Understanding your customers and or clients… yes, there is a Difference.

connect with your customers and make an emotional connection

The marketing strategy is different, your go-to marketing plan is varied, and your channels are diverse depending if you are truly looking to earn the trust of a new client versus gaining appeal from a new consumer.  So before you define a budget, consider who you are marketing to first!

There is a difference between a consumer, customer, and client.

A consumer is defined as someone who uses your product… like adding creamer to your morning coffee.  But they can be motivated when they are shopping.

A customer buys your product — ‘Shopper marketing’ focuses on the customer at the point of purchase, like adding a pack of gum to your order at check out because it’s on sale for $.99.  That’s a last-minute appeal.

A customer is not always the consumer.

A client is synonymous with customer, but for an entrepreneur or business owner, it’s the loyalty that is earned and the repeat business that makes someone a “client” vs. “customer.”

The truth is that consumers or customers really don’t care about your product.  What they do care about is your brand!  People buy “brand name” products for a reason.  They buy for the quality of product or experience, social acceptance, and image/reviews.  People don’t just buy products to buy products anymore.

Consumers with an emotional connection to a brand have a 306% higher lifetime value, stay with a brand for an average of 5.1 years vs. 3.4 years, and will recommend brands at a much higher rate (71% vs. 45%).

The consistency of the message is important.  Start with defining your value proposition.  Your value proposition should tell one of the specific benefits that your business can offer and simply why you are different (competitive differentiation).  Understanding your customers before your message is critical.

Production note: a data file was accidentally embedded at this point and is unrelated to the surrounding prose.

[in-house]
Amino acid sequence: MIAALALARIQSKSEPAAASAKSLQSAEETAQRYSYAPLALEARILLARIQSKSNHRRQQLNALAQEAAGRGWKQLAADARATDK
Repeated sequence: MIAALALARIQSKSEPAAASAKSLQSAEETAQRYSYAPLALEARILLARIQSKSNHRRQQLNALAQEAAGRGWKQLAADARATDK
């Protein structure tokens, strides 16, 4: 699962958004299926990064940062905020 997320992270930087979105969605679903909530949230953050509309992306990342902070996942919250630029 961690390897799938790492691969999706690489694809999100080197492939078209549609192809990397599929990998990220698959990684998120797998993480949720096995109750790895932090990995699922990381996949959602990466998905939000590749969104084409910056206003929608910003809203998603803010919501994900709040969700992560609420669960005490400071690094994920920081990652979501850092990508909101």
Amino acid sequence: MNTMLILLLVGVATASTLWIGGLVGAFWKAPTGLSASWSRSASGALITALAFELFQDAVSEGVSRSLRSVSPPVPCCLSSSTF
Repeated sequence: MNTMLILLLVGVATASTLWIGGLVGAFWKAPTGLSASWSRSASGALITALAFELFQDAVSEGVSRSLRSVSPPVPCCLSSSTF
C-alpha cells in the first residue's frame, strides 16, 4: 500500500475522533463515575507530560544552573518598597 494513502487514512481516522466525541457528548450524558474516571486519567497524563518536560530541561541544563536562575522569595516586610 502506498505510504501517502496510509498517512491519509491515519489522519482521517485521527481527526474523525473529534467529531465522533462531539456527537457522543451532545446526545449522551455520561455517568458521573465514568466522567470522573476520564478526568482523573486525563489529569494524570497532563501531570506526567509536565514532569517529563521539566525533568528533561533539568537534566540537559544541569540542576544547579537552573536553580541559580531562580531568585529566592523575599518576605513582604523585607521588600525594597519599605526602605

What words do you use that differentiate you from your closest competitors? We’ve heard it numerous times, “I don’t have a competitor.” You most certainly will always have a competitor.   Make a list, and start with those words. The statement should be why you can add more value, and why you can solve their needs or problems better.

Use everyday language when writing your value proposition because you will want to know it inside and out.  It should be easily understood and quickly delivered. Know your target audience and write to your target audience — that can include a primary and secondary audience.

Not to be confused, your value proposition is not a tagline for your brand. In business, a tagline may convey a purpose or a key aspect of your service or product. A tagline has little to do with what makes your brand successful or why you should buy it. Taglines position your brand and what you stand for, not what you do. Taglines are short and catchy, like  Nike’s ‘Just Do It.’ To develop an ‘aligned’ tagline, you will have a sound marketing strategy (with value proposition) already in place. The tagline will come… it will represent the way you want to be perceived.

2019 is here.  Make it the year to build your brand and develop a customer experience that will be one to remember.  A business that starts off building their brand will have an advantage over those that do not. Know what people need, care about, and want.  Then your business can solve problems and make an impact.

If you need help, we are here to help you through that strategic process of understanding your customers. Let’s stay connected LinkedIn. And, continue reading learn more here.